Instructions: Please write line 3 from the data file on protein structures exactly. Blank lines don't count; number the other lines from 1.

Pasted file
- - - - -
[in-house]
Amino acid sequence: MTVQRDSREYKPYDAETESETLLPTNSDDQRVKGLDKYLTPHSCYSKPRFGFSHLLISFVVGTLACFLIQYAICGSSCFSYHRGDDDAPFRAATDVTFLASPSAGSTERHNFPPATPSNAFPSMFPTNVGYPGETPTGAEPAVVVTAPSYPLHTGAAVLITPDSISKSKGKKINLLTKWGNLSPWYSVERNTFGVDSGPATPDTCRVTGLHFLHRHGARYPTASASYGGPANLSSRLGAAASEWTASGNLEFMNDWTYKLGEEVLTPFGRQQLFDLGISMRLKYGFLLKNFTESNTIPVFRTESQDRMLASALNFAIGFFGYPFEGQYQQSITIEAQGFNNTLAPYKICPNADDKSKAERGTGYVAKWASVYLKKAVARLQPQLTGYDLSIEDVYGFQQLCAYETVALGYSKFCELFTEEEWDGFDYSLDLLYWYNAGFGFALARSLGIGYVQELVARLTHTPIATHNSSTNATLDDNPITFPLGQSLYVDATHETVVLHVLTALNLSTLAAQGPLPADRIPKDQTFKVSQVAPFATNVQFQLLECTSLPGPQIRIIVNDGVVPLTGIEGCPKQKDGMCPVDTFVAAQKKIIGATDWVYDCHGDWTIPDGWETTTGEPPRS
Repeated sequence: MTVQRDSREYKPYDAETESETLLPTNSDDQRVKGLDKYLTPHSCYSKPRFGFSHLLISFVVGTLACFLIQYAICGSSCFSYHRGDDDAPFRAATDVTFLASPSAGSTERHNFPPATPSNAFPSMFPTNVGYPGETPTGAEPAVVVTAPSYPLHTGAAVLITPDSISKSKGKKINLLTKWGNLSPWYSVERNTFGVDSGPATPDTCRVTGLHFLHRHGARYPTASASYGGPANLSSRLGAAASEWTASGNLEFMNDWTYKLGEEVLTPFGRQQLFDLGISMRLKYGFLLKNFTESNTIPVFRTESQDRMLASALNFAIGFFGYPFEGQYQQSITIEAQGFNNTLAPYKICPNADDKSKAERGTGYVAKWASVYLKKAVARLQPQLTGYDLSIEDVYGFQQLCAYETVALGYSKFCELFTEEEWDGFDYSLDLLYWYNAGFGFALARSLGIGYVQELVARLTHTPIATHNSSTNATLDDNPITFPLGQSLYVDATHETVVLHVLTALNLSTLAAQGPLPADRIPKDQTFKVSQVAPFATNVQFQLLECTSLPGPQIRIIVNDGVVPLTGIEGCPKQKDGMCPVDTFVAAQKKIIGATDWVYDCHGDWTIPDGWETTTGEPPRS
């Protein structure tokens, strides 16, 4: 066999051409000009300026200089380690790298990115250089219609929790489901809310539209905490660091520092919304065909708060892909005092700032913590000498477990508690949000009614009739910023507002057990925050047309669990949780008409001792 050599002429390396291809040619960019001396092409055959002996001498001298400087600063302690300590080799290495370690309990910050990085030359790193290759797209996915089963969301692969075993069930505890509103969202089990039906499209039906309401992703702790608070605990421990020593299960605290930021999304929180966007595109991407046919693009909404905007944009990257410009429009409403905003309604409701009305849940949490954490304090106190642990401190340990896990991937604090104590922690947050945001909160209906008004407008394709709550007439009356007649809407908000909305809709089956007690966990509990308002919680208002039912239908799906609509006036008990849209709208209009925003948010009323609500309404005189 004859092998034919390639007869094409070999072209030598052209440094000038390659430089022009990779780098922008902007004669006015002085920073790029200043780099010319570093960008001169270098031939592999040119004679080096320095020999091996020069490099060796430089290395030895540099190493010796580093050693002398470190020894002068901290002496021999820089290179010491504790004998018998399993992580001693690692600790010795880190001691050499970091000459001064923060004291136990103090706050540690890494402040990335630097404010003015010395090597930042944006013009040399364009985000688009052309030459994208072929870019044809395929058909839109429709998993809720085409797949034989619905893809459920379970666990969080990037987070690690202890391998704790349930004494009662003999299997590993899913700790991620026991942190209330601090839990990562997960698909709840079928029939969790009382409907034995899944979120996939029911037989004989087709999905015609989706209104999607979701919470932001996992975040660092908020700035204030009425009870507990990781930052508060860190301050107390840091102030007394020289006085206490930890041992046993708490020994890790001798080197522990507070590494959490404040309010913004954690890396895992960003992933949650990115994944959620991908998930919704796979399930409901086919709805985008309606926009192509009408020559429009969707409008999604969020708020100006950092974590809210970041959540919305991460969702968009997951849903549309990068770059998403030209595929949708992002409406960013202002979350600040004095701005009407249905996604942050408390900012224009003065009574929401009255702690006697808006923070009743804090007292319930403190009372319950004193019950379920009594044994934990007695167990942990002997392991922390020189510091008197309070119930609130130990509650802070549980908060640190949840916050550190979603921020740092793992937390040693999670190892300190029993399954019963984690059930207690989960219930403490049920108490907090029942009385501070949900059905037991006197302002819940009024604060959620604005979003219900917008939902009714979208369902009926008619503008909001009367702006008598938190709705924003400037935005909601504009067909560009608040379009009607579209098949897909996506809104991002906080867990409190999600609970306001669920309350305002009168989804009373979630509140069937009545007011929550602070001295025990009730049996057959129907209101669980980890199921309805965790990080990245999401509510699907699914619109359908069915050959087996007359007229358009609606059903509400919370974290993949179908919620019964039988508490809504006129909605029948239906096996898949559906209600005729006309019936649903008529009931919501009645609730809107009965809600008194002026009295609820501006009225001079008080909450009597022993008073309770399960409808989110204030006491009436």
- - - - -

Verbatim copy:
Repeated sequence: MTVQRDSREYKPYDAETESETLLPTNSDDQRVKGLDKYLTPHSCYSKPRFGFSHLLISFVVGTLACFLIQYAICGSSCFSYHRGDDDAPFRAATDVTFLASPSAGSTERHNFPPATPSNAFPSMFPTNVGYPGETPTGAEPAVVVTAPSYPLHTGAAVLITPDSISKSKGKKINLLTKWGNLSPWYSVERNTFGVDSGPATPDTCRVTGLHFLHRHGARYPTASASYGGPANLSSRLGAAASEWTASGNLEFMNDWTYKLGEEVLTPFGRQQLFDLGISMRLKYGFLLKNFTESNTIPVFRTESQDRMLASALNFAIGFFGYPFEGQYQQSITIEAQGFNNTLAPYKICPNADDKSKAERGTGYVAKWASVYLKKAVARLQPQLTGYDLSIEDVYGFQQLCAYETVALGYSKFCELFTEEEWDGFDYSLDLLYWYNAGFGFALARSLGIGYVQELVARLTHTPIATHNSSTNATLDDNPITFPLGQSLYVDATHETVVLHVLTALNLSTLAAQGPLPADRIPKDQTFKVSQVAPFATNVQFQLLECTSLPGPQIRIIVNDGVVPLTGIEGCPKQKDGMCPVDTFVAAQKKIIGATDWVYDCHGDWTIPDGWETTTGEPPRS